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Choices and Concerns as Schools Plan to Reopen

By Keystone State News Connection

Aug 11, 2020
Teacher and children with face mask at school covid19 lesson after quarantine and lockdown

HARRISBURG, Pa. – Pennsylvania schools will begin reopening soon and advocates for children say there’s a lot to consider for the quality of education as well as the safety of students during the COVID-19 pandemic.

The state has issued guidance for school reopening, but with the deadline closing in, many districts are still finalizing their plans to keep students and school staff safe.

Some districts will be combining classroom instruction and online learning, and many parents are enrolling their children in cyber schools.

But according to Kari King, president and CEO of the advocacy group Pennsylvania Partnerships for Children, the rapid shift to online learning last spring magnified the wide gaps between rich and poor school districts.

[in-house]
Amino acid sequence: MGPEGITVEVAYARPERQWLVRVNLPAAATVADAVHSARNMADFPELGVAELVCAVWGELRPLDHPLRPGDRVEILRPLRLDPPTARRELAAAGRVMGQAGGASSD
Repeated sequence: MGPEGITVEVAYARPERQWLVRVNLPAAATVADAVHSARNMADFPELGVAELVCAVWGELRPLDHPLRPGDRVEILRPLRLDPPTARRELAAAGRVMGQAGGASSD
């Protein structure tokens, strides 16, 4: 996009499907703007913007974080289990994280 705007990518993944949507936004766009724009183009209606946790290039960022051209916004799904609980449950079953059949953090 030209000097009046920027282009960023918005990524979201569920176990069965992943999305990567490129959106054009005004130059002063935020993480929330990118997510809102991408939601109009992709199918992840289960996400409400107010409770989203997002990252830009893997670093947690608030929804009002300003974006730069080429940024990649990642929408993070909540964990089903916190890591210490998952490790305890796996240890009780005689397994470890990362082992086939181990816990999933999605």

“As long as we’re contending with educating in a virtual environment, that inequity that we see from school district to school district is certainly going to be much more prominent,” she states.

King says many districts are providing additional technological support for students. More information about school reopening is available online at

King points out that the increased reliance on remote instruction raises additional concerns about the welfare of children. She says during the pandemic, reports of child abuse have declined, but that isn’t necessarily a positive sign.

“When students aren’t in school, they’re not in front of those mandated reporters like teachers, school nurses, so it just not as easy to see those warning signs of abuse or neglect,” she explains.

King says children’s advocates are concerned that child abuse and neglect actually may be increasing, but they are not being reported.

The state guidance for reopening schools gives districts a lot of flexibility in planning how they will ensure the health and safety of their students and staff. And King emphasizes that parents need to make choices that work for them.

“It really comes down to being a family decision and what you think is safe and secure for your child and your family,” she states.

King adds that it will be important for parents to take their children’s feelings into consideration about being safe in school or needing more social interaction when making those decisions.

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